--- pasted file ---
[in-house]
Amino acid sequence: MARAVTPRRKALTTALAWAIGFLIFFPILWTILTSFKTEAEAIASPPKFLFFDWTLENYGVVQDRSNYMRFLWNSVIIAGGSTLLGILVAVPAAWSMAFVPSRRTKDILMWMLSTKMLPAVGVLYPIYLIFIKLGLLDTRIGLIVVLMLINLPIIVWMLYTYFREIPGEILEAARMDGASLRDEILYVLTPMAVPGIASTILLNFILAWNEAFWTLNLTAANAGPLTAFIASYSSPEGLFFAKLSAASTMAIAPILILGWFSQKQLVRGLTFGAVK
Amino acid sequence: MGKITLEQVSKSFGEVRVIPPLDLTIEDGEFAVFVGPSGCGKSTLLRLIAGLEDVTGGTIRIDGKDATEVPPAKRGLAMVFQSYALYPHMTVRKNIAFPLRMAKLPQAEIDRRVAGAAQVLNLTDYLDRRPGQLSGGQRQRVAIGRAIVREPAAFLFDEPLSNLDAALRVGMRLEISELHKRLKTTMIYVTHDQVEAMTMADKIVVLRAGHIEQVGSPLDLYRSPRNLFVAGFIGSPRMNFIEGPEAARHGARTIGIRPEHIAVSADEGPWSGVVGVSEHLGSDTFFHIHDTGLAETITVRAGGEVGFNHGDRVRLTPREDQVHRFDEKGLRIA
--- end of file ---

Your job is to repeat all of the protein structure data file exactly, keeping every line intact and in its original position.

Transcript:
[in-house]
Amino acid sequence: MARAVTPRRKALTTALAWAIGFLIFFPILWTILTSFKTEAEAIASPPKFLFFDWTLENYGVVQDRSNYMRFLWNSVIIAGGSTLLGILVAVPAAWSMAFVPSRRTKDILMWMLSTKMLPAVGVLYPIYLIFIKLGLLDTRIGLIVVLMLINLPIIVWMLYTYFREIPGEILEAARMDGASLRDEILYVLTPMAVPGIASTILLNFILAWNEAFWTLNLTAANAGPLTAFIASYSSPEGLFFAKLSAASTMAIAPILILGWFSQKQLVRGLTFGAVK
Amino acid sequence: MGKITLEQVSKSFGEVRVIPPLDLTIEDGEFAVFVGPSGCGKSTLLRLIAGLEDVTGGTIRIDGKDATEVPPAKRGLAMVFQSYALYPHMTVRKNIAFPLRMAKLPQAEIDRRVAGAAQVLNLTDYLDRRPGQLSGGQRQRVAIGRAIVREPAAFLFDEPLSNLDAALRVGMRLEISELHKRLKTTMIYVTHDQVEAMTMADKIVVLRAGHIEQVGSPLDLYRSPRNLFVAGFIGSPRMNFIEGPEAARHGARTIGIRPEHIAVSADEGPWSGVVGVSEHLGSDTFFHIHDTGLAETITVRAGGEVGFNHGDRVRLTPREDQVHRFDEKGLRIA